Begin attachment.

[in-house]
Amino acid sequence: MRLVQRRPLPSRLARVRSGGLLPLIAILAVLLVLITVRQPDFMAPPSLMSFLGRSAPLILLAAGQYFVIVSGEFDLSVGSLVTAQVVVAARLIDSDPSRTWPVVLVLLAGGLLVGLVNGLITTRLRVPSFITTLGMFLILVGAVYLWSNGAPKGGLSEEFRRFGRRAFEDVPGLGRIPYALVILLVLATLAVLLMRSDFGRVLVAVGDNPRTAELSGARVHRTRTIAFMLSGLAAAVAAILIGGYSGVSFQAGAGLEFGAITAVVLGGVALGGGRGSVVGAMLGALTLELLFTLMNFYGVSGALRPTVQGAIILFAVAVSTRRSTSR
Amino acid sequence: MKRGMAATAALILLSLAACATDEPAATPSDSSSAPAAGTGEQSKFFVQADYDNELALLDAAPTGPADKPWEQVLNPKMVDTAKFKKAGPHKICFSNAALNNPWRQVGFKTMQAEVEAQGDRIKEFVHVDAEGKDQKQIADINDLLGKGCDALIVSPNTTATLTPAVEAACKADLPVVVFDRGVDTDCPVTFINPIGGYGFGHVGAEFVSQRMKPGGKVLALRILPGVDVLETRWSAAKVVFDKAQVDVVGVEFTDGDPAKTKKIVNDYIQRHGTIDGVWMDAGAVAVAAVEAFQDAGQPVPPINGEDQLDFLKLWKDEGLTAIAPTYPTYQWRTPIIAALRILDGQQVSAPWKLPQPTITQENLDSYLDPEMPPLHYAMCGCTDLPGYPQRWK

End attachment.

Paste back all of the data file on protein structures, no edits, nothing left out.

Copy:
[in-house]
Amino acid sequence: MRLVQRRPLPSRLARVRSGGLLPLIAILAVLLVLITVRQPDFMAPPSLMSFLGRSAPLILLAAGQYFVIVSGEFDLSVGSLVTAQVVVAARLIDSDPSRTWPVVLVLLAGGLLVGLVNGLITTRLRVPSFITTLGMFLILVGAVYLWSNGAPKGGLSEEFRRFGRRAFEDVPGLGRIPYALVILLVLATLAVLLMRSDFGRVLVAVGDNPRTAELSGARVHRTRTIAFMLSGLAAAVAAILIGGYSGVSFQAGAGLEFGAITAVVLGGVALGGGRGSVVGAMLGALTLELLFTLMNFYGVSGALRPTVQGAIILFAVAVSTRRSTSR
Amino acid sequence: MKRGMAATAALILLSLAACATDEPAATPSDSSSAPAAGTGEQSKFFVQADYDNELALLDAAPTGPADKPWEQVLNPKMVDTAKFKKAGPHKICFSNAALNNPWRQVGFKTMQAEVEAQGDRIKEFVHVDAEGKDQKQIADINDLLGKGCDALIVSPNTTATLTPAVEAACKADLPVVVFDRGVDTDCPVTFINPIGGYGFGHVGAEFVSQRMKPGGKVLALRILPGVDVLETRWSAAKVVFDKAQVDVVGVEFTDGDPAKTKKIVNDYIQRHGTIDGVWMDAGAVAVAAVEAFQDAGQPVPPINGEDQLDFLKLWKDEGLTAIAPTYPTYQWRTPIIAALRILDGQQVSAPWKLPQPTITQENLDSYLDPEMPPLHYAMCGCTDLPGYPQRWK